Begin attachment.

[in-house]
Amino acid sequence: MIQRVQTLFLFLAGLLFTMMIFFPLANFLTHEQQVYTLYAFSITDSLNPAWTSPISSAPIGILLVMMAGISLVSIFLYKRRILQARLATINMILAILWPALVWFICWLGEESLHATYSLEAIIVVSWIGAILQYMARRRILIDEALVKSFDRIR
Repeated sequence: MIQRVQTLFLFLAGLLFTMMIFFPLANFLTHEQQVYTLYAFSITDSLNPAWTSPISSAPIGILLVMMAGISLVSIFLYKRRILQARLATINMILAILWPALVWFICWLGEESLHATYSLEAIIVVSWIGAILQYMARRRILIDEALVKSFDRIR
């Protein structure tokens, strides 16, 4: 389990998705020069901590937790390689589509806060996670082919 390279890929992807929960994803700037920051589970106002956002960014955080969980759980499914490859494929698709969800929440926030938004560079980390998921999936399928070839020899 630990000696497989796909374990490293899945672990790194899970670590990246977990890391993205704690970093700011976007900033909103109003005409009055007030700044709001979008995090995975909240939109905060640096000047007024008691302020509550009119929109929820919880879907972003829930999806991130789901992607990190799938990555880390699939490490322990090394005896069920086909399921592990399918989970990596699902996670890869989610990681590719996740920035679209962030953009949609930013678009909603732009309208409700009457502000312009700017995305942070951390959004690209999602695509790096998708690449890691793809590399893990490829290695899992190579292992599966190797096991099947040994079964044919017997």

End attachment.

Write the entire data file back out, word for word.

[in-house]
Amino acid sequence: MIQRVQTLFLFLAGLLFTMMIFFPLANFLTHEQQVYTLYAFSITDSLNPAWTSPISSAPIGILLVMMAGISLVSIFLYKRRILQARLATINMILAILWPALVWFICWLGEESLHATYSLEAIIVVSWIGAILQYMARRRILIDEALVKSFDRIR
Repeated sequence: MIQRVQTLFLFLAGLLFTMMIFFPLANFLTHEQQVYTLYAFSITDSLNPAWTSPISSAPIGILLVMMAGISLVSIFLYKRRILQARLATINMILAILWPALVWFICWLGEESLHATYSLEAIIVVSWIGAILQYMARRRILIDEALVKSFDRIR
């Protein structure tokens, strides 16, 4: 389990998705020069901590937790390689589509806060996670082919 390279890929992807929960994803700037920051589970106002956002960014955080969980759980499914490859494929698709969800929440926030938004560079980390998921999936399928070839020899 630990000696497989796909374990490293899945672990790194899970670590990246977990890391993205704690970093700011976007900033909103109003005409009055007030700044709001979008995090995975909240939109905060640096000047007024008691302020509550009119929109929820919880879907972003829930999806991130789901992607990190799938990555880390699939490490322990090394005896069920086909399921592990399918989970990596699902996670890869989610990681590719996740920035679209962030953009949609930013678009909603732009309208409700009457502000312009700017995305942070951390959004690209999602695509790096998708690449890691793809590399893990490829290695899992190579292992599966190797096991099947040994079964044919017997």